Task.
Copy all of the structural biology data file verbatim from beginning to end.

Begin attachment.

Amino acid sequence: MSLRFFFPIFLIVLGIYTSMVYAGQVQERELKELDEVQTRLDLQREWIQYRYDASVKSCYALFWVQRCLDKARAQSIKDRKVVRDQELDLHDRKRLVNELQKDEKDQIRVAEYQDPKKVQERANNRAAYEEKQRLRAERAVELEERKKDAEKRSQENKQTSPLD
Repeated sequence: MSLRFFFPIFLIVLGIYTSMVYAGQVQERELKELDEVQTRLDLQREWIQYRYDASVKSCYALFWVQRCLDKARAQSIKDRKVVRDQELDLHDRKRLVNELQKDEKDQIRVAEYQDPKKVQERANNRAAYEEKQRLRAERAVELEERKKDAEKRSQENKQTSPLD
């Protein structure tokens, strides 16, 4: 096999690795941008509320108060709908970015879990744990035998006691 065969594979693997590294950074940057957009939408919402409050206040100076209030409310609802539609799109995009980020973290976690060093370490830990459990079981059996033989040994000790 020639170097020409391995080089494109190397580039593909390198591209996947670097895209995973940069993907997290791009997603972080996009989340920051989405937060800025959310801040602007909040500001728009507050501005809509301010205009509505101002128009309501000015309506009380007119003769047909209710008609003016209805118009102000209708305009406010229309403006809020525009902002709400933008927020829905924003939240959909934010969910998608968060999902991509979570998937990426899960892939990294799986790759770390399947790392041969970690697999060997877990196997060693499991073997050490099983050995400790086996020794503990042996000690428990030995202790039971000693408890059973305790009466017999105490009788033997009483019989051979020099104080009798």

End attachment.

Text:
Amino acid sequence: MSLRFFFPIFLIVLGIYTSMVYAGQVQERELKELDEVQTRLDLQREWIQYRYDASVKSCYALFWVQRCLDKARAQSIKDRKVVRDQELDLHDRKRLVNELQKDEKDQIRVAEYQDPKKVQERANNRAAYEEKQRLRAERAVELEERKKDAEKRSQENKQTSPLD
Repeated sequence: MSLRFFFPIFLIVLGIYTSMVYAGQVQERELKELDEVQTRLDLQREWIQYRYDASVKSCYALFWVQRCLDKARAQSIKDRKVVRDQELDLHDRKRLVNELQKDEKDQIRVAEYQDPKKVQERANNRAAYEEKQRLRAERAVELEERKKDAEKRSQENKQTSPLD
């Protein structure tokens, strides 16, 4: 096999690795941008509320108060709908970015879990744990035998006691 065969594979693997590294950074940057957009939408919402409050206040100076209030409310609802539609799109995009980020973290976690060093370490830990459990079981059996033989040994000790 020639170097020409391995080089494109190397580039593909390198591209996947670097895209995973940069993907997290791009997603972080996009989340920051989405937060800025959310801040602007909040500001728009507050501005809509301010205009509505101002128009309501000015309506009380007119003769047909209710008609003016209805118009102000209708305009406010229309403006809020525009902002709400933008927020829905924003939240959909934010969910998608968060999902991509979570998937990426899960892939990294799986790759770390399947790392041969970690697999060997877990196997060693499991073997050490099983050995400790086996020794503990042996000690428990030995202790039971000693408890059973305790009466017999105490009788033997009483019989051979020099104080009798």